Lansdowne was a man of great charm and intelligence, enormously attractive to women, whom he adored. He was good with the young, but he loved nothing more than a good argument, which often lasted late into the night and which often left more bruises than he realised. He could be abrasive in conversation and only those who knew him well realised that the technique was being used to make people reveal themselves. He had an insatiable curiosity about people and their every activity and took them as he found them.

Life at Meikleour allowed him to indulge in his favourite sports of shooting and fly-fishing. He was an expert at both, but he also made himself into a considerable expert on gardening, particularly his own, to which he devoted much time and trouble and which will serve as a lasting legacy long after his political achievements have been forgotten.

In 1962 I was a member of the Labour MPs' delegation, led by Arthur Creech Jones, Attlee's Secretary of State for the Colonies 1946-50, to the Foreign Office about Sarawak and Sabah, writes Tam Dalyell. It had been intended that we meet Lord Home, then Foreign Secretary; he had to apologise for calling off at the last minute for a cabinet meeting. Some days later Home said to me in the corridor, "You got better value from George Lansdowne than you would have from me," and probably we did.

Lansdowne knew a lot about South-East Asia. He took the view that the boundaries between Sabah and Sarawak and Kalimantan (Indonesian Borneo) were ethnically and topographically artificial, tribes such as the Dayaks and the Punan straddling frontiers. He thought it unwise to be dragged into prolonged military conflict with Indonesia.

Out of office in 1965/66, though reluctant to criticise the Labour government, let alone British servicemen, Lansdowne told me of his qualms about British troops getting involved in an Indo-China situation in Borneo. With his knowledge of France, he was haunted by the defeat at Dien Bien Phu. Perhaps on account of his aristocratic background he had an empathy with the Tunku Abdul Rahman, and the rulers of Malaya, that was not to be shared by Harold Wilson and other admirers of Lee Kuan Yew, the then young dynamic prime minister of Singapore. Lansdowne was a man of great intelligence and understanding of Asia.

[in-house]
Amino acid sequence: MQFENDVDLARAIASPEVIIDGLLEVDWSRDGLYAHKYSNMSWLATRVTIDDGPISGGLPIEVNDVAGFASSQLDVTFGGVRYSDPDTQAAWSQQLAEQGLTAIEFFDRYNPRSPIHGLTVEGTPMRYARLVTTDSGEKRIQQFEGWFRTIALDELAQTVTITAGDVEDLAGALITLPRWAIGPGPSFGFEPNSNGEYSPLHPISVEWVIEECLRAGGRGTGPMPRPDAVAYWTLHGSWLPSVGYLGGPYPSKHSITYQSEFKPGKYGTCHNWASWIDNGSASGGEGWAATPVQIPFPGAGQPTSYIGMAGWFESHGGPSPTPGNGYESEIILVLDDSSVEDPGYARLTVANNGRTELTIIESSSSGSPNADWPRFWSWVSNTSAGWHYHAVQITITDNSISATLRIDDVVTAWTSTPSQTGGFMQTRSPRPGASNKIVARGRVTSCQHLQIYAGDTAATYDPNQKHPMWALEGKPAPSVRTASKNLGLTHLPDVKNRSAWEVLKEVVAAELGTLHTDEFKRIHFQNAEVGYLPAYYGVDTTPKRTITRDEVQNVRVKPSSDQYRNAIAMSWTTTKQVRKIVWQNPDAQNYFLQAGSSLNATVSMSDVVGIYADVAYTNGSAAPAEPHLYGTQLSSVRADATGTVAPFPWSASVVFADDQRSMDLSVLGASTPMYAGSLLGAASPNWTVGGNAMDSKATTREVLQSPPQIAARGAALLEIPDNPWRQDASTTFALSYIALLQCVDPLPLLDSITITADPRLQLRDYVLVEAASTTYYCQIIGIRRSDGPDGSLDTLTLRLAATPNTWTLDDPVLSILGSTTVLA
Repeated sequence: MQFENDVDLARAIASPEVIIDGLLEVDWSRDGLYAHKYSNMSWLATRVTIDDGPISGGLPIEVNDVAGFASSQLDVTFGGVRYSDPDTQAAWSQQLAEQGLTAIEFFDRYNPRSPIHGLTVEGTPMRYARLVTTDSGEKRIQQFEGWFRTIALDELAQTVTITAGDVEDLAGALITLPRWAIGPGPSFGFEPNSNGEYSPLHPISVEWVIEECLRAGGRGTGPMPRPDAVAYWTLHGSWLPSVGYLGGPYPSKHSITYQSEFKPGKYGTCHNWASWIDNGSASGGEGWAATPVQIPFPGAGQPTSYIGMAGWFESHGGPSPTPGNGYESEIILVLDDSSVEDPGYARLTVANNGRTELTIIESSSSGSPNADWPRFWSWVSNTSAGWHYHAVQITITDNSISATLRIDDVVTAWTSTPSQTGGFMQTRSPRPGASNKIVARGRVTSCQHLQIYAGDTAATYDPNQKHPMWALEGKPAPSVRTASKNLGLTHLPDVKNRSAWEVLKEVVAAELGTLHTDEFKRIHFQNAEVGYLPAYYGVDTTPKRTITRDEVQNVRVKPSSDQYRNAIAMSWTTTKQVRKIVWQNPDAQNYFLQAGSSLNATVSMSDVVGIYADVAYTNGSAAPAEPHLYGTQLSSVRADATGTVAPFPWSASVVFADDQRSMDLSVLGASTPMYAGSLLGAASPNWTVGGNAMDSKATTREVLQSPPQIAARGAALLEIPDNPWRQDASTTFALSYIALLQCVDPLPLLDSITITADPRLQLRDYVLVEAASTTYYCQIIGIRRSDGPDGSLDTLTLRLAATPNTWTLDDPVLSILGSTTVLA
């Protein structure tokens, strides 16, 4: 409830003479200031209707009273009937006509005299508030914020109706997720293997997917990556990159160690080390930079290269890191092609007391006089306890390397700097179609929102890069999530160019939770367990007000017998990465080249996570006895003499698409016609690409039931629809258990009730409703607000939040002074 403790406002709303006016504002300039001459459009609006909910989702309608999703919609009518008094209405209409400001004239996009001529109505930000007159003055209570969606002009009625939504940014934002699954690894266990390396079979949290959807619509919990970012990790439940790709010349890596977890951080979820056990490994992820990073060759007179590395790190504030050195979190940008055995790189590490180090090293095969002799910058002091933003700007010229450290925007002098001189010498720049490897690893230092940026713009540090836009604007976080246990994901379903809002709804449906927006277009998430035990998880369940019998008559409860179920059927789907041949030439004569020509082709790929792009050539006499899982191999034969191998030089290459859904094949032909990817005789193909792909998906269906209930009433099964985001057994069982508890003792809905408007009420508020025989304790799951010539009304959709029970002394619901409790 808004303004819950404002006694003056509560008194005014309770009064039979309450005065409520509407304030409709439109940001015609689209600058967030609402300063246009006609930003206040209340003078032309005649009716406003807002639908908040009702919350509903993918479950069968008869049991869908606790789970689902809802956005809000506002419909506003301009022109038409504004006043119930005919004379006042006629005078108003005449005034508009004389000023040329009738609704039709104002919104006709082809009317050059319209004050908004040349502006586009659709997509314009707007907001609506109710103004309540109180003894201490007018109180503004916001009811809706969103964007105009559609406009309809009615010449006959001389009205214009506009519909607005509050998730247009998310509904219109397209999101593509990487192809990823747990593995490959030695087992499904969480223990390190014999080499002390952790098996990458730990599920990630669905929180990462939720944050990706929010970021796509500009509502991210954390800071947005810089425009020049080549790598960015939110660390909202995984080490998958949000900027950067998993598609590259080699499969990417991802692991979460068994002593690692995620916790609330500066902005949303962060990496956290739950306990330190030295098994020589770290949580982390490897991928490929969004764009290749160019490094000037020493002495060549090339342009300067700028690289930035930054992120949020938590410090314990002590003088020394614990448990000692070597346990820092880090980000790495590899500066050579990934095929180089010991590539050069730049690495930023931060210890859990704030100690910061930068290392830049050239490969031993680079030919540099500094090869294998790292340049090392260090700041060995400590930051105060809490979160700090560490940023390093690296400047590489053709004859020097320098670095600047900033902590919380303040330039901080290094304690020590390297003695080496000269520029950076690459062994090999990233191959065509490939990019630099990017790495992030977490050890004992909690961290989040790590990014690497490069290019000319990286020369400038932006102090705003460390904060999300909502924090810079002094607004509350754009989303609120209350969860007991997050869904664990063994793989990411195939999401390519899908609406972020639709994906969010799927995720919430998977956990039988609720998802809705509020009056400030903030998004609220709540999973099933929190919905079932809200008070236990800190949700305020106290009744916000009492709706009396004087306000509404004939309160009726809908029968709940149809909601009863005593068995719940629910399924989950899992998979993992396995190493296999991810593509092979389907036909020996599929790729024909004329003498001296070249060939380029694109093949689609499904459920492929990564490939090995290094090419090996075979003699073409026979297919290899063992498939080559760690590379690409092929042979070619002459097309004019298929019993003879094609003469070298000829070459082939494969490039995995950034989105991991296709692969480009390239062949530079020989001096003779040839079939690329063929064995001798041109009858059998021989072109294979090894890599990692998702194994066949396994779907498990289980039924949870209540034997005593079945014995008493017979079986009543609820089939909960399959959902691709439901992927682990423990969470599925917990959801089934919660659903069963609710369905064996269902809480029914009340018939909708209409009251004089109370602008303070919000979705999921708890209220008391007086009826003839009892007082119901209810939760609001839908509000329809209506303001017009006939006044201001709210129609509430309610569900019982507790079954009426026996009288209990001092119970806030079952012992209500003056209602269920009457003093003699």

And, by virtue of his patient retirement work over 30 years, he bequeaths a wonderful garden, and the marvellously enhanced Great Beech Hedge at Meikleour, one of the glories of spring and autumn in Scotland.

George John Charles Mercer Nairne Petty-Fitzmaurice, politician and landowner: born 27 November 1912; succeeded 1944 as eighth Marquess of Lansdowne; Private Secretary to HM Ambassador in Paris 1944-45; Lord-in- Waiting to the Queen 1957-58; Joint Parliamentary Under-Secretary of State, Foreign Office 1958-62; Minister of State for Colonial Affairs 1962-64, and for Commonwealth Relations 1963-64; PC 1964; married 1938 Barbara Chase (died 1965; two sons, one daughter, and one daughter deceased), 1969 Polly Carnegie (nee Eccles; marriage dissolved 1978), 1978 Gillian Morgan (died 1982), 1995 Penelope Astor (nee Bradford); died Meikleour, Perthshire 25 August 1999.